Photo via Jeffrey Zeldman’s Flickr
While amenities like on-site laundry and air conditioning are big selling points in New York City rentals, the building’s proximity to the subway remains one of the most important factors when looking for new digs. And like other amenities, there is an added cost to live near the subway. New data from RentHop breaks down how much renters can save by living further from the subway in Manhattan, Brooklyn and Queens. According to their report, as Curbed NY reported, apartments closest to the subway cost 6 to 8 percent more than the borough median, with the furthest costing 8 to 10 percent less.
The omnipresence of artificial light, brilliant in its intentions, has become as much of a nuisance as a blessing in cities where we almost can’t tell night from day. Enter global light pollution. Is there any escape? The bright lights get in the way of astronomy–and affect animals and plants (who can’t just pull the shades down). Scientists are looking to “dark sky” initiatives to protect areas unscathed by light pollution; there are now dark-sky-designated areas in North America, South America and Europe. Interactive dark sky maps, courtesy of Esri, show where on Earth one might find respite from the glare–and where it’s at its most intense.
Check out the map
Photo via Pexels
Snapchat on Monday announced that its “Snap Map,” a feature which allows users to view posts from around the world, will be available on the web, giving those without the social media app a chance to check out events happening near them. In addition to now existing outside of the Snapchat app, the browser version of the map lets snappers embed content from the map onto web pages, much like how Twitter or Instagram permits (h/t WIRED). Hot spots on the map, areas with lots of posts, glow green or blue; heavy traffic locations light up red and orange. Today in New York users are filling up “Our Story” with posts from New York Fashion Week, the September 11th Memorial, and the Empire State Building. More here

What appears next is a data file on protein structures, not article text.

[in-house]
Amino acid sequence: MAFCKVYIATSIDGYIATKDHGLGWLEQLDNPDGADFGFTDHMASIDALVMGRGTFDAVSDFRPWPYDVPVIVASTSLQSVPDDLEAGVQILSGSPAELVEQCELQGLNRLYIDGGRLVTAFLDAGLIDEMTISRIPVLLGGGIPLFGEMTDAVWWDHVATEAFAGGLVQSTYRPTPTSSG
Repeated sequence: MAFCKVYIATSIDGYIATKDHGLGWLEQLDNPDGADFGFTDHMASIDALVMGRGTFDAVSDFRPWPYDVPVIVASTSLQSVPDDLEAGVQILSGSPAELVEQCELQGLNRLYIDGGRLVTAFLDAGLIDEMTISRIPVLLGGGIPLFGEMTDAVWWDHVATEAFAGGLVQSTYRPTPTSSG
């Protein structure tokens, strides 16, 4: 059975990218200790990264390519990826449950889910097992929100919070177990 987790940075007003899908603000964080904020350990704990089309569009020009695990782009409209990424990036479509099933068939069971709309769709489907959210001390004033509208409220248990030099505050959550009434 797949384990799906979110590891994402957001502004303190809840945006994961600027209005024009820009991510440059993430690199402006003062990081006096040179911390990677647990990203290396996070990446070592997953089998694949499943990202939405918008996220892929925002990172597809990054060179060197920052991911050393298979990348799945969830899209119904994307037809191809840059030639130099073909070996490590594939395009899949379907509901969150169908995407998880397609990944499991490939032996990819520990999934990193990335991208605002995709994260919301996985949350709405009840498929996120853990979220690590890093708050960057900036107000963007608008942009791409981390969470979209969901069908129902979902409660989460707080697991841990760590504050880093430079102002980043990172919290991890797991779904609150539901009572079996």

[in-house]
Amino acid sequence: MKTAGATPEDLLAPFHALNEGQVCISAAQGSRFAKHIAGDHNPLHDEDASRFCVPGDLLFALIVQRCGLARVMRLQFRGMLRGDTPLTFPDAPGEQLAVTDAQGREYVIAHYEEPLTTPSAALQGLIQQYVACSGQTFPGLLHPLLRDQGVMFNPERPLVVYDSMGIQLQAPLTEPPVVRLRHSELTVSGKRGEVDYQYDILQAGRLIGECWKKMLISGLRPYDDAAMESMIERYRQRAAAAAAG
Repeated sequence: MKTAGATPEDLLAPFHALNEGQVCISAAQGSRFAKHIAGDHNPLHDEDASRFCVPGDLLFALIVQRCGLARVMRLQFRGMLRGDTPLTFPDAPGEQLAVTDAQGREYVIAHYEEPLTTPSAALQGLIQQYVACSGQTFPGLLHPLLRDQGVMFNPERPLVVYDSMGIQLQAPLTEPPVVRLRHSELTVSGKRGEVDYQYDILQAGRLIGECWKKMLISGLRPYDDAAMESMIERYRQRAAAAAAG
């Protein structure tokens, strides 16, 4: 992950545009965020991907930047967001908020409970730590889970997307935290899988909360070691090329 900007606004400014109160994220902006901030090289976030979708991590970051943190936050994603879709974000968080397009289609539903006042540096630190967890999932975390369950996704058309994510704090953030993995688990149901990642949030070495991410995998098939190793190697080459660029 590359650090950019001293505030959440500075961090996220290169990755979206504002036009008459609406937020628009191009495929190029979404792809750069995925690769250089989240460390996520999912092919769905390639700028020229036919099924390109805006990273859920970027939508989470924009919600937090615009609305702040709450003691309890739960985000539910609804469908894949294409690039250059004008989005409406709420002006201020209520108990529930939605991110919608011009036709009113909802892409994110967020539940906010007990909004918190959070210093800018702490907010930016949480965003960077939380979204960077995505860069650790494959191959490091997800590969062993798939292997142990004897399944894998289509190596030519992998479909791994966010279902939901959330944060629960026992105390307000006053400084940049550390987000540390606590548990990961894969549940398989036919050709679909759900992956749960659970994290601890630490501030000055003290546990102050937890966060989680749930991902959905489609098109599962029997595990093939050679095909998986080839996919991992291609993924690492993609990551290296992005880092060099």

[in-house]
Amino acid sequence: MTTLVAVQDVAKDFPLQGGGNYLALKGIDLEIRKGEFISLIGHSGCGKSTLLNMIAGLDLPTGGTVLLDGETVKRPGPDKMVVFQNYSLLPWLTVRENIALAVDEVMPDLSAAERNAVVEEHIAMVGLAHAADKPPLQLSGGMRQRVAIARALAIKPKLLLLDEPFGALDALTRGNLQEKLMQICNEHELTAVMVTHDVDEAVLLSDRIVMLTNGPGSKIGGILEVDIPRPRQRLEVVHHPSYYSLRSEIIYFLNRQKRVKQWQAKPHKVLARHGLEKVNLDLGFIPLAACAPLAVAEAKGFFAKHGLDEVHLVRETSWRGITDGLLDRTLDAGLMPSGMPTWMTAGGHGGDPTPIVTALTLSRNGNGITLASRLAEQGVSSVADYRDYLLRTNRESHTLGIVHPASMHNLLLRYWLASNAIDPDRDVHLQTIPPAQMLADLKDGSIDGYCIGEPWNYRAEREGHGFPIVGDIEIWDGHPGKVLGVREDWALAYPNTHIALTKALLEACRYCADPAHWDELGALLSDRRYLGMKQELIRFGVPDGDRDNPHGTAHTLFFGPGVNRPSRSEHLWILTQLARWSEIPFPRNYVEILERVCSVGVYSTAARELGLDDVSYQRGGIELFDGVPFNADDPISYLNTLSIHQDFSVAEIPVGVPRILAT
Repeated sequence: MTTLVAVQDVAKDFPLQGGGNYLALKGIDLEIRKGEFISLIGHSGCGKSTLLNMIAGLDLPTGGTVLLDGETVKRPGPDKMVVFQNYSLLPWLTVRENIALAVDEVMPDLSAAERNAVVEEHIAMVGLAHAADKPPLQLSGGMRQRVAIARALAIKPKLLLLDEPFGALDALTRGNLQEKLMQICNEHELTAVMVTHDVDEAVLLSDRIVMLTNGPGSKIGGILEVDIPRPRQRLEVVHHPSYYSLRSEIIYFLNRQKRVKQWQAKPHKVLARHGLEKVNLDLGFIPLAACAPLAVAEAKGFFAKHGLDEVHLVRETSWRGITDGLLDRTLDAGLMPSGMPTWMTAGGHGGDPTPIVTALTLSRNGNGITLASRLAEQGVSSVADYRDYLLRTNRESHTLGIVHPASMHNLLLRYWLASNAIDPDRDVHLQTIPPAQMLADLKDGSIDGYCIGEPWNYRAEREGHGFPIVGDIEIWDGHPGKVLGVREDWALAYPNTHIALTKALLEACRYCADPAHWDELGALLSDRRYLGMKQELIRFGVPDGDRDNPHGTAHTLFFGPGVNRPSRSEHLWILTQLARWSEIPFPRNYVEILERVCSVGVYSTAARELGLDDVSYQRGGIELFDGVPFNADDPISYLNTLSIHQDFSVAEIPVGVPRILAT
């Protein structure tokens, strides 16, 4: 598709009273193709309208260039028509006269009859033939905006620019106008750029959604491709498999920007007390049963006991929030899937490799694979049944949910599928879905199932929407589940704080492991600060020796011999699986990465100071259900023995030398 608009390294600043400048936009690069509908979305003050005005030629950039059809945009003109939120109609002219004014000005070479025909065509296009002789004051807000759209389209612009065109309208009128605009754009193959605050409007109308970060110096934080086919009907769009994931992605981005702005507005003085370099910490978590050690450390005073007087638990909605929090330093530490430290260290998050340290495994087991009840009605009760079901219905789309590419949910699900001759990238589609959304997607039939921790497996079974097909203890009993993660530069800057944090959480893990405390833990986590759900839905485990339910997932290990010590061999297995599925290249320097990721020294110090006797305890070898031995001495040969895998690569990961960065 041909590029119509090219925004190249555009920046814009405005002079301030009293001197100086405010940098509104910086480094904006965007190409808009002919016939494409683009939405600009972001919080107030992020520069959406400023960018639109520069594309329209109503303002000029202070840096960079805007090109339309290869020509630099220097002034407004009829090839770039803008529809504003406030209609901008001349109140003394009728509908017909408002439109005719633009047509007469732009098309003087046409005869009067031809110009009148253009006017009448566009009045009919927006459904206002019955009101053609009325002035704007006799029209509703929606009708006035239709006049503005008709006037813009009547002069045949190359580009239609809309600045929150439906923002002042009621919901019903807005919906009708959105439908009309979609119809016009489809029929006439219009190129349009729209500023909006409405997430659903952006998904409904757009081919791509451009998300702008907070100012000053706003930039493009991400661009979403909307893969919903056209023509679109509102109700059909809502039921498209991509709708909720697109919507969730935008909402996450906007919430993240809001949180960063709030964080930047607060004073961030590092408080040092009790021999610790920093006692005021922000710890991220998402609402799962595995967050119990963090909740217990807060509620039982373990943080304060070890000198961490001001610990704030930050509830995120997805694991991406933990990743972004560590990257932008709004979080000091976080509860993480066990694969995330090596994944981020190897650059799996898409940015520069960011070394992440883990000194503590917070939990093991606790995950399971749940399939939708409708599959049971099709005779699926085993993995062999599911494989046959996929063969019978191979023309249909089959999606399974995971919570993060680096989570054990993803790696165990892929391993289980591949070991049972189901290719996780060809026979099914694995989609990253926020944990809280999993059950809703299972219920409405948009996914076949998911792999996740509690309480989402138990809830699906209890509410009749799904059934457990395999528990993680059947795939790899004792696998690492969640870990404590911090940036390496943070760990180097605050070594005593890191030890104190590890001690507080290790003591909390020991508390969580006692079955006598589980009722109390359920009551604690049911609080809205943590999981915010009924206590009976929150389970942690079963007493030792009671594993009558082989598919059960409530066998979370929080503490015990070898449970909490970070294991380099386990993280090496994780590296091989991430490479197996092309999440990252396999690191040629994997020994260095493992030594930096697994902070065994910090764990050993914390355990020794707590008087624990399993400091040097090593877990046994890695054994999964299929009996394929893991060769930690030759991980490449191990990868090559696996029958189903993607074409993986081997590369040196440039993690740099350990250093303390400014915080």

Map via AllTransit
Nearly 29 percent of New York City households are underserved by transit, according to data from the Center for Neighborhood Technology and TransitCenter. In a joint project, called AllTransit, the team put together a collection of transit data that includes 15,000 routes and 800 agencies in the United States. A tool called Gap Finder identifies gaps in U.S. cities where underserved communities would benefit from improved service.
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The Department of Housing Preservation and Development on Wednesday released an interactive map of housing lotteries currently accepting applications. Users can click icons displayed on the NYC Housing Connect Map for more information on a lottery, including required income levels, household size and the application deadline. Earlier this week, the department launched a map that displays all of the affordable housing units, buildings and projects which count towards Mayor Bill de Blasio’s Housing New York 2.0 plan.
Explore the map